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Talk:Italian cuisine/Catalogs

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initial rant by Italian-Canadian food fascist fanatic purist :-)

The only dishes I know of that are found throughout most of the peninsula are minestrone, pasta fagioli, and potato gnocchi. All others are regional specialties. And then there are the abominations the Brits and Americans have done to it (or should I say Italian immigrants trying to make money by catering to the atrocious tastes of their clientele) such as soggy garlic bread served with pasta. There is no such thing as spaghetti bolognese in Italy (I can hear both my grandmothers -- one from Molise and the other from Modena -- turning in their grave): spaghetti are from Naples and bolognese is, well, from Bologna. Spag bog is one of the aforementioned British abominations. Ragù bolognese is served with tagliatelle verdi or in lasagne verdi!!!! And there are no leeks in it!!! :-) Luigi Zanasi 23:14, 30 July 2007 (CDT)

Calm yourself, Luigi. You haven't been subjected to the frightful Australian concoction called spag bol, which is supposed to be what spaghetti bolognese is supposed to be...or something like that. And the confusion I caused in "Little Italy" when I asked for pignoli (pinoli--which is your preference?) was either amusing or depressing, depending on one's point of view. Anyhow, I'm not Italian but my godmother is, and she introduced me to all sorts of good things. Aleta Curry 20:10, 2 November 2007 (CDT)

structure of article

What do we want to do with this article? Should it only be a list of dishes, we have also started adding ingredients & methods. Maybe we should divide into two, the first part having ingredients and methods (Bolognese sauce, parmigiano, pizza, spaghetti, risotto, polenta, prosciutto, etc.) and the second part has actual dishes (e.g. risotto ai funghi, spaghetti marinara, etc.)? Or should we

What are outr criteria for inclusion in this article: well known in Italy or in the rest of the world? Also, what do we want to include? Only dishes found in the Italian peninsula or do we include things such as garlic bread and spag bol which may be thought to be Italian dishes by potential readers?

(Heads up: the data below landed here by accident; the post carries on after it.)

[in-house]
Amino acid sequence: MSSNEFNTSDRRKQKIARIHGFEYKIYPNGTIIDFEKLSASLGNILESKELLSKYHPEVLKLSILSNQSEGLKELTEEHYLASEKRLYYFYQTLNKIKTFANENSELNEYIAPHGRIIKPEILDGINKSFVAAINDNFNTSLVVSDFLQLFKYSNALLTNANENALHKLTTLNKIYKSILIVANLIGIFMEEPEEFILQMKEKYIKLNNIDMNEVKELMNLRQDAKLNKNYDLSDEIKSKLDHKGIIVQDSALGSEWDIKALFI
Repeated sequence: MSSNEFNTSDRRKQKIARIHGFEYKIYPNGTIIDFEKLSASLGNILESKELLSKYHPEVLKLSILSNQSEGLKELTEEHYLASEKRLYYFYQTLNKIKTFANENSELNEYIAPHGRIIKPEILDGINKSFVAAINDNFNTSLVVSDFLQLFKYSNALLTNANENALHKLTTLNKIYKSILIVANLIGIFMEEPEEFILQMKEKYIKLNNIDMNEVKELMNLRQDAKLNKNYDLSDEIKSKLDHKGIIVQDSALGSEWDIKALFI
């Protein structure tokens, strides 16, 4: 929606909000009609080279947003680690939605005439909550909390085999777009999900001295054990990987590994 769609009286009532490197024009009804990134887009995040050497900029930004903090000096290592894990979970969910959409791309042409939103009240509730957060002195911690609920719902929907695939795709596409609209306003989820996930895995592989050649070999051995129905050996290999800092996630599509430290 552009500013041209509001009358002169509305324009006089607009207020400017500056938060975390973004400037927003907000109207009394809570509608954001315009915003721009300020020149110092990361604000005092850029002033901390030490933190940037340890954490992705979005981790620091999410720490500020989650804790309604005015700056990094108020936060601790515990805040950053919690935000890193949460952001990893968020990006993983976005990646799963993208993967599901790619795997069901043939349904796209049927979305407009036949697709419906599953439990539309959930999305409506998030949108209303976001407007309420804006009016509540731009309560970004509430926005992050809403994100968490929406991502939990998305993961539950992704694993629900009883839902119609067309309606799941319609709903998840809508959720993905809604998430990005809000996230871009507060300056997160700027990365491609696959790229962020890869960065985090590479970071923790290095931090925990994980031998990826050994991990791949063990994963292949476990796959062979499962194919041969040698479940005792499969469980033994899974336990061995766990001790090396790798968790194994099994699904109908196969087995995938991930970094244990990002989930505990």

Also, do we use Italian names (e.g. lasagne) or the common English variation (e.g.lasagna)?

Do we turn it into a table with colums for name(s), ingredients, region of origin, course (antipasto, first, second, dessert), notes (and possibly others)

What do we think would be most useful to eventual readers?

BTW, I have been unable to find a single Italian language web site that mentions "Spaghetti milanese". Most of them were from eastern Europe (Hungary, Austria, etc.). A light tomato & garlic sauce sounds like marinara to me.

Luigi Zanasi 11:35, 3 August 2007 (CDT)

All of the above are interesting and pertinent questions. I suggest that for the moment we leave the structure as it is and see how it develops. It may get a few more additions; it may get dozens more, some of them controversial or questionable; it may get some that *clearly* demand we restructure the whole thing. Seems to me that for the moment it is doing a adequate job. But you might check out Catalog of Chinese cuisine to see a different structure that someone has originated. That too seems satisfactory to me. Maybe it can be used here also. If so, it should be done *immediately*, so that all of the present entries can be redone. Otherwise, if this list gets longer, it is going to be a *lot* of work -- which I, for one, will beg out of, hehe.... Hayford Peirce 11:49, 3 August 2007 (CDT)
I have tried setting it up as a table similar to the Chinese one. Take a look at User:Luigi_Zanasi/Catalog_of_Italian_cuisine and let me know what you think. I will also notify Robert Tito since he started this article. Luigi Zanasi 13:20, 3 August 2007 (CDT)

Table version

That looks perfect to me. Frankly, I do NOT like this table format, but Larry does, and he has suggested pretty strongly a couple of times that lists I was making should be in table form (Famous tennis players, for instance), so the more tables the merrier, I guess.

It was I, by the way, who started this Italian catalog, not Robert. He *added* some stuff to my initial catalog. Cheers! Hayford Peirce 13:31, 3 August 2007 (CDT)

My apologies, Hayford, I should have scrolled all the way down the page history instead of assuming Robert had created it after seeing his many edits. Being an economist, I am somewhat prone to making unwarranted assumptions. :-) Luigi Zanasi 12:45, 4 August 2007 (CDT)
Hehe. No need to apologize! When you have a moment, could you please take a look at the "What to put into each national Catalog of cuisine" section of Talk:Catalog of Chinese cuisine. There are now at least a dozen of these Catalogs, with the Italian and Chinese ones particularly expanding rapidly. But there are important questions to be resolved, I think, before we go much further, and your thoughts on them would be very welcomed. Thanks! Hayford Peirce 12:56, 4 August 2007 (CDT)
Fabulous!  —Stephen Ewen (Talk) 14:45, 3 August 2007 (CDT)

move

I was so busy laughing at Luigi's post, I forgot what I was doing here! I think this is a candidate for a move to being a catalog on the subpage of the Italian cuisine cluster. (What?! red link?!) Aleta Curry 20:19, 2 November 2007 (CDT)